The waiter, the porter, the tour guide and the taxi driver. Even the old man whose photograph you take. When you travel, everyone expects a tip, whether the service was good, ordinary or completely unacceptable. Worse, tourists may be creating this expectation in places it never existed before. By Alison Westwood.

Fresh from the airport in New York, Clayton Smallwood, a pensioner from KwaZulu-Natal, fumbled in his wallet for $10 to tip the taxi-driver. All the notes looked the same to him. The taxi driver accepted his tip with unusual gratitude, and it was only later that Mr Smallwood realised he’d tipped $100.

When Kevin Vermaak from Cape Town was a struggling student he caught a cab in London and  had to scrabble for change to pay the steep fare. He made it without a penny to spare. “You can tip, you know,” said the miffed cabbie.

These stories highlight an awkward problem all travellers experience. Who to tip and how can be a serious consideration, especially if you aren’t familiar with a country’s culture, costs and currency.

A “silly system”

Judith Martin, author of Miss Manners’ Guide to Excruciatingly Correct Behavior, Freshly Updated, says tipping is a “silly system” that puts too much power in the hands of clients who aren’t always fair. But she goes on to say that “it would be Scrooge-like, not to mention wrong, to deny these workers their expected income merely because one doesn’t like the method by which this is provided.”

Martin also believes that “in a country where tipping is not the norm, we tourists are creating a tip-hungry society and the locals recognise it.”

This is certainly the case in China where, until a few years ago, tipping was unheard of. But China Today now says “it is a common practice for visitors to tip the tour guide and driver in recognition of their good service. Hotel bellboys expect your tips as well.”

In a forum discussion about tipping on, Mike from Boston, who travelled to Indonesia, said tourists should take into account the cost of living and what other people earn in that country. “My guides’ main asset was they spoke okay English. It seemed unfair that because they dealt with foreigners, they made more money than Indonesian doctors.”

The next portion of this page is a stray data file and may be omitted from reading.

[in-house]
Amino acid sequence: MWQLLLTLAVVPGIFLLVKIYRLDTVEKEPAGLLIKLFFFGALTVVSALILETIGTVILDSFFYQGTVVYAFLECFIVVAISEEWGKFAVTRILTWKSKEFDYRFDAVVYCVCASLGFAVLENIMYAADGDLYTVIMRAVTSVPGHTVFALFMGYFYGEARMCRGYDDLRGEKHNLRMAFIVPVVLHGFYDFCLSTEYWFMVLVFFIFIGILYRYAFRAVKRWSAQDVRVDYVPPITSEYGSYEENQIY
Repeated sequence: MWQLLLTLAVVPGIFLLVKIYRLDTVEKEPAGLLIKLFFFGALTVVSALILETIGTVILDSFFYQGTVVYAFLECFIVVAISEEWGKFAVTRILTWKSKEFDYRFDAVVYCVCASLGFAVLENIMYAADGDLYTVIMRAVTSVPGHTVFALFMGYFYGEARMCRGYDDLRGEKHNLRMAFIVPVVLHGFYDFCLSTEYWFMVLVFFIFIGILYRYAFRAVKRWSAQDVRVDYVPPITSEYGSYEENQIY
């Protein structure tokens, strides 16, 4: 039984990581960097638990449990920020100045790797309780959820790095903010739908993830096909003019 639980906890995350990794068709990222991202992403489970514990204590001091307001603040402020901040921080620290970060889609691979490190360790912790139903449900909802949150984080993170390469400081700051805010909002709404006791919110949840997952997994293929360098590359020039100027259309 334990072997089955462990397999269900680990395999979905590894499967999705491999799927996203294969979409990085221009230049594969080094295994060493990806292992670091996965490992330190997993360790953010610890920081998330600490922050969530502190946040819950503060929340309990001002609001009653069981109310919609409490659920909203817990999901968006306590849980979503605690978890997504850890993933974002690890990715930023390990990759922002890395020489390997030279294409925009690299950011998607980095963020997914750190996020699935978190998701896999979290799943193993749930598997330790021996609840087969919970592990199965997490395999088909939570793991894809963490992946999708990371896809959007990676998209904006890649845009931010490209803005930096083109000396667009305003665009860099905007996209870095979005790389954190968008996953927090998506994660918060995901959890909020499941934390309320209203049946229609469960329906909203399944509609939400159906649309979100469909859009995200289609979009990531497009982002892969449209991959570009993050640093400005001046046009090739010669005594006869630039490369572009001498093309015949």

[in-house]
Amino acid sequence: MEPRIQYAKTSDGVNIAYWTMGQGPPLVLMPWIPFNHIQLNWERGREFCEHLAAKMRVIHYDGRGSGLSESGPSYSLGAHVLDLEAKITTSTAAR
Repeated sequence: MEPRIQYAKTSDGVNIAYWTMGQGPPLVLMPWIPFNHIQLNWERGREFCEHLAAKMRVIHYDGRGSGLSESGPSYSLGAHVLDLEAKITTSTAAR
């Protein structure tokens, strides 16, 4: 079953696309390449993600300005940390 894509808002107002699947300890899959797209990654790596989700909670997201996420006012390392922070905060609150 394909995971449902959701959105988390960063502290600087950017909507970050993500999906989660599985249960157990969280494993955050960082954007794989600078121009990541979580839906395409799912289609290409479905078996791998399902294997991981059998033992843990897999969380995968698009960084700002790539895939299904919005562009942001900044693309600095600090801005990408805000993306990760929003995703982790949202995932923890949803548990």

You might also want to consider how much of a person’s income comes from tips. African Mecca Safaris advises travellers that “over 60 per cent of the service personnels’ income derives from tipping, so please be fair and generous.” It would be nice to assume that people’s work is compensated fairly by their employers, but for some businesses, tips appear to be a way to cut costs. One argument is that tipping provides an incentive for better service. Yet travellers who go to countries where tipping isn’t practised say they don’t notice poorer service.

No rules

There are such wide varieties in cultural standards that it’s difficult to know what – or even whether – to tip. In Japan, if you leave some change on the table, the waiter will run after you to return it. In New York, if you tip less than 15 per cent, you might get chased out of the restaurant. As a general guideline, the more tourists visit a place and the more Westernised it is, the more likely it is you’ll be expected to leave a tip. However, this doesn’t hold true for Japan, Germany, Australia or New Zealand.

But what if you can’t afford to tip 20 per cent on an expensive taxi fare? “One should tip according to how valuable one feels the service was, but also according to one’s own concept of money,” says Steven Ferry, a private butler. Etiquette expert Peter Post says that if your budget won’t stretch, “forget about what you ought to do. Do what you can and do it in the nicest way you possibly can.” And even if the service was bad, leave something. You can always complain to the management. On the other hand, if the service was superb, leave a larger tip and some words of praise where it matters most.

Top tipping tips

  • Investigate tipping customs. There may be different standards for locals and travellers.
  • Budget for tips. They can add up to a substantial portion of your travel expenses.
  • Check the bill. Restaurants and hotels sometimes include a service charge. But this doesn’t necessarily mean a little extra isn’t expected.
  • Memorise the value of the local currency. Adding or subtracting a few zeroes is a common and annoying tipping accident.
  • Have local money or low-denomination notes of accepted currency. If you don’t tip someone in local currency, bear in mind they’ll have to exchange it. (Where there’s a black market, it might be appreciated.) Dollar bills will do the trick almost everywhere in Africa, while the rand is widely accepted in southern Africa. Foreign coins are worthless as they can’t be exchanged.

First published in the March 2008 issue of Getaway Magazine.

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